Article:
Are You a Smartphone Abuser?

Are You a Smartphone Abuser?

September 19

We’ve looked at smartphone usage from a number of angles, from reasons why they should make you sick to how they affect the business world when it comes to issues like bring-your-own-device. I think a lot about the world and the ways in which technology constantly affects it. Things aren’t so simple anymore, and smartphones add a layer of complexity that’s both wonderfully convenient (pertinent info is in the palm of your hand) and completely terrifying.

interestingly enough, just as i was pondering these things, a colleague of mine found this moving video (embedded below) about smartphone usage that’s a little too accurate for comfort. The short film follows a young woman through various situations. She goes for a run, spends time with friends, and goes to a birthday party. Everything seems fine, but a theme is present from the start: anxiety about the ubiquitous smartphone technology that drags people away from reality and into the digital universe, no matter where they are.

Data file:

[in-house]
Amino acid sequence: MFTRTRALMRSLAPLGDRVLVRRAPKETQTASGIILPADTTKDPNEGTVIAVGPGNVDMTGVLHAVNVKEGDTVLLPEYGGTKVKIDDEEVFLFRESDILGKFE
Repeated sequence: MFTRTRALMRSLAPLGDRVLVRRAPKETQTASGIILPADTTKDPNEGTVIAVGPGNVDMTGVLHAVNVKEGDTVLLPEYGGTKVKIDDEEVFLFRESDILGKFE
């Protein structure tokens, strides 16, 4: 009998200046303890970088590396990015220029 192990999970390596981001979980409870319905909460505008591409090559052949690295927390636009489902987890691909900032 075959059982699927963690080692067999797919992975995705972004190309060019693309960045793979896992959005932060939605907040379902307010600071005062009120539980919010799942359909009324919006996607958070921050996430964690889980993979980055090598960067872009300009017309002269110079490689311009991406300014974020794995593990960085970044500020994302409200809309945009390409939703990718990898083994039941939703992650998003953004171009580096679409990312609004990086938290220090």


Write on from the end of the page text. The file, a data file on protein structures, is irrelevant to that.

I was touched and a little disturbed by how accurately the film portrayed the culture of smartphone users. We’re distracted and preoccupied, constantly shifting from one thing to another, never focusing on what’s present and in front of us, but instead we concern ourselves with what we can share and consume online. So much effort goes into sharing things (even intimate moments like a marriage proposal) that the act of the sharing—taking the picture or video of the event—becomes more important than the event itself, which is quite depressing.

As you might recall, I resisted buying a smartphone for a long time before I finally caved. I love my phone, it’s totally rad, but it’s sad because I’ve caught myself ignoring people in favor of a text message, an internet photo, or an email, and that’s terribly rude behavior. My guess is you’ve probably caught yourself doing the same, but if not, you might be doing it without noticing. The fact that we can’t set aside our devices to talk to each other, or focus on the task at hand, or even drive, shows that we’ve got some serious self-control problems when it comes to our devices.

With the onset of devices like Google Glass, it will probably get worse before it starts getting any better. We’ll have our screens attached to our faces soon enough so we can keep the constant media stimulation going for every waking hour. I think we could all benefit from “teching down” a little bit (or a lot, for some of us). Check out the video to see what I mean—it might hit a little too close to home.

Photo Credit: JD Hancock via Compfight cc